header logo image header logo text
Downloads Login
Research
General Information
ZIRC
ZFIN ID: ZDB-PUB-050428-1
A common sex-dependent mutation in a RET enhancer underlies Hirschsprung disease risk
Emison, E.S., McCallion, A.S., Kashuk, C.S., Bush, R.T., Grice, E., Lin, S., Portnoy, M.E., Cutler, D.J., Green, E.D., and Chakravarti, A.
Date: 2005
Source: Nature 434: 857-863 (Journal)
Registered Authors: McCallion, Andy
Keywords: none
MeSH Terms:
  • Animals
  • Enhancer Elements, Genetic/genetics*
  • Female
  • Gene Frequency
  • Genetic Predisposition to Disease/genetics*
  • Genomics
  • Haplotypes
  • Hirschsprung Disease/genetics*
  • Humans
  • Linkage Disequilibrium/genetics
  • Male
  • Mice
  • Molecular Sequence Data
  • Mutation/genetics*
  • Polymorphism, Single Nucleotide/genetics
  • Proto-Oncogene Proteins/genetics*
  • Proto-Oncogene Proteins c-ret
  • Receptor Protein-Tyrosine Kinases/genetics*
  • Sex Characteristics*
PubMed: 15829955 Full text @ Nature
ABSTRACT
The identification of common variants that contribute to the genesis of human inherited disorders remains a significant challenge. Hirschsprung disease (HSCR) is a multifactorial, non-mendelian disorder in which rare high-penetrance coding sequence mutations in the receptor tyrosine kinase RET contribute to risk in combination with mutations at other genes. We have used family-based association studies to identify a disease interval, and integrated this with comparative and functional genomic analysis to prioritize conserved and functional elements within which mutations can be sought. We now show that a common non-coding RET variant within a conserved enhancer-like sequence in intron 1 is significantly associated with HSCR susceptibility and makes a 20-fold greater contribution to risk than rare alleles do. This mutation reduces in vitro enhancer activity markedly, has low penetrance, has different genetic effects in males and females, and explains several features of the complex inheritance pattern of HSCR. Thus, common low-penetrance variants, identified by association studies, can underlie both common and rare diseases.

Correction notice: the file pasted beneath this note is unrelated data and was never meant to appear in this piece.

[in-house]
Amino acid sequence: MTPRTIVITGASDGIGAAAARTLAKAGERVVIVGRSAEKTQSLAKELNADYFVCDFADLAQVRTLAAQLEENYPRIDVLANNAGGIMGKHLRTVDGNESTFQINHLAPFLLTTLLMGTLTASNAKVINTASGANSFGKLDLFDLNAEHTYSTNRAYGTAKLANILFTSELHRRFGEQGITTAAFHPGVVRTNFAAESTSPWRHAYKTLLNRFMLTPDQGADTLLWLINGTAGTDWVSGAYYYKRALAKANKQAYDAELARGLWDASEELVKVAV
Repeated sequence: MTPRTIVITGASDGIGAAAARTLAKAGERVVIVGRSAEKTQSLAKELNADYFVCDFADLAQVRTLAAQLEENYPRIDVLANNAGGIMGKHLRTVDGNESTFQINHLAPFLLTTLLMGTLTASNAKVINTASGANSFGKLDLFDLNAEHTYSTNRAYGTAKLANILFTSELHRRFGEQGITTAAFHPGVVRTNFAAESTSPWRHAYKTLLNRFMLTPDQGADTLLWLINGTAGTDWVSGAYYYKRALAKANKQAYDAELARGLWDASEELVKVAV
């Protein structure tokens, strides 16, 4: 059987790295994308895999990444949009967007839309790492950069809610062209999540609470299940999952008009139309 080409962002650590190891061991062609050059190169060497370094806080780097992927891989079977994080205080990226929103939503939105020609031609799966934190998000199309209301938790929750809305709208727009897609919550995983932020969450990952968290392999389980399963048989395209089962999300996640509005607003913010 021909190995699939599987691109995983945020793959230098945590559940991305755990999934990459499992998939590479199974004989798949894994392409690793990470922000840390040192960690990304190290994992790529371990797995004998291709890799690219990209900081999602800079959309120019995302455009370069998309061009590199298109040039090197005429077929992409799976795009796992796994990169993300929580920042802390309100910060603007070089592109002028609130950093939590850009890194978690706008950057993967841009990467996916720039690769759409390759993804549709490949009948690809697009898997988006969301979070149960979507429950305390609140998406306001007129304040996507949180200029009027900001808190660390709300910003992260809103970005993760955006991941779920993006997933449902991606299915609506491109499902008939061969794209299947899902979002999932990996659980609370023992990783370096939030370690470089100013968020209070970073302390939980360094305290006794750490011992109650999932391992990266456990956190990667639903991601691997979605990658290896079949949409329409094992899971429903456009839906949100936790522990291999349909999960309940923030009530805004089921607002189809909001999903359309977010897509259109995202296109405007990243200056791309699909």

ADDITIONAL INFORMATION